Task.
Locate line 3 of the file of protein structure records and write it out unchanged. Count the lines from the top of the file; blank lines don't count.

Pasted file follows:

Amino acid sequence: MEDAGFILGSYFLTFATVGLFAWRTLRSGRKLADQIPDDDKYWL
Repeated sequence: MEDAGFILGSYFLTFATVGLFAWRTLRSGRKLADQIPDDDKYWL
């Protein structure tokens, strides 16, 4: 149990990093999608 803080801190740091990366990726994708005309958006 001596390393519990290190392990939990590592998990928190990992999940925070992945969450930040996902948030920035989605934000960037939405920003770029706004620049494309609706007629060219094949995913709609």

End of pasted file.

């Protein structure tokens, strides 16, 4: 149990990093999608 803080801190740091990366990726994708005309958006 001596390393519990290190392990939990590592998990928190990992999940925070992945969450930040996902948030920035989605934000960037939405920003770029706004620049494309609706007629060219094949995913709609």